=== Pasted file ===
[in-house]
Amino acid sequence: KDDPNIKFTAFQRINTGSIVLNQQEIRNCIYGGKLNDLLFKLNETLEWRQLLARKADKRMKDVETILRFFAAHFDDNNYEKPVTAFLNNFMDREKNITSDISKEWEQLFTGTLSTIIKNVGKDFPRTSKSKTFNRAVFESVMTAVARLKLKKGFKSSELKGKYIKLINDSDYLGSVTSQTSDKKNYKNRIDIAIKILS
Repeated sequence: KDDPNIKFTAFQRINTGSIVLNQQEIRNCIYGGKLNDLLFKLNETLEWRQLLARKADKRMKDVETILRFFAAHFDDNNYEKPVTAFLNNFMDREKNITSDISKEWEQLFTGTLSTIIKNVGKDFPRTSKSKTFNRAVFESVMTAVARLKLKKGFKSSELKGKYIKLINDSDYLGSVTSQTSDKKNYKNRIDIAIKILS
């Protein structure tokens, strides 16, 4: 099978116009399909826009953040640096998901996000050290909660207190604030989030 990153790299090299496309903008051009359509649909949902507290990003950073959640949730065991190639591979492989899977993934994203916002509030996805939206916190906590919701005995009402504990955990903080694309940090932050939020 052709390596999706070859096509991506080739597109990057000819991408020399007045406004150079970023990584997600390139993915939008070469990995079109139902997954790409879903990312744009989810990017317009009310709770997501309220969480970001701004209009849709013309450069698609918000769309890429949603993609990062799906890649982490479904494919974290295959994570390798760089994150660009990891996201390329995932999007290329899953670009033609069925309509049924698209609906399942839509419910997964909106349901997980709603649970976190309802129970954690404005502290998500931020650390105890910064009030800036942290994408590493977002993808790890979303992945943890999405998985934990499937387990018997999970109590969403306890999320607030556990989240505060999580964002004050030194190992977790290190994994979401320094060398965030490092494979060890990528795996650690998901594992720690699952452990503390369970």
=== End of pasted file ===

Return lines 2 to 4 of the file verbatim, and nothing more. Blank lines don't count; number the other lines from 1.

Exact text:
Amino acid sequence: KDDPNIKFTAFQRINTGSIVLNQQEIRNCIYGGKLNDLLFKLNETLEWRQLLARKADKRMKDVETILRFFAAHFDDNNYEKPVTAFLNNFMDREKNITSDISKEWEQLFTGTLSTIIKNVGKDFPRTSKSKTFNRAVFESVMTAVARLKLKKGFKSSELKGKYIKLINDSDYLGSVTSQTSDKKNYKNRIDIAIKILS
Repeated sequence: KDDPNIKFTAFQRINTGSIVLNQQEIRNCIYGGKLNDLLFKLNETLEWRQLLARKADKRMKDVETILRFFAAHFDDNNYEKPVTAFLNNFMDREKNITSDISKEWEQLFTGTLSTIIKNVGKDFPRTSKSKTFNRAVFESVMTAVARLKLKKGFKSSELKGKYIKLINDSDYLGSVTSQTSDKKNYKNRIDIAIKILS
């Protein structure tokens, strides 16, 4: 099978116009399909826009953040640096998901996000050290909660207190604030989030 990153790299090299496309903008051009359509649909949902507290990003950073959640949730065991190639591979492989899977993934994203916002509030996805939206916190906590919701005995009402504990955990903080694309940090932050939020 052709390596999706070859096509991506080739597109990057000819991408020399007045406004150079970023990584997600390139993915939008070469990995079109139902997954790409879903990312744009989810990017317009009310709770997501309220969480970001701004209009849709013309450069698609918000769309890429949603993609990062799906890649982490479904494919974290295959994570390798760089994150660009990891996201390329995932999007290329899953670009033609069925309509049924698209609906399942839509419910997964909106349901997980709603649970976190309802129970954690404005502290998500931020650390105890910064009030800036942290994408590493977002993808790890979303992945943890999405998985934990499937387990018997999970109590969403306890999320607030556990989240505060999580964002004050030194190992977790290190994994979401320094060398965030490092494979060890990528795996650690998901594992720690699952452990503390369970």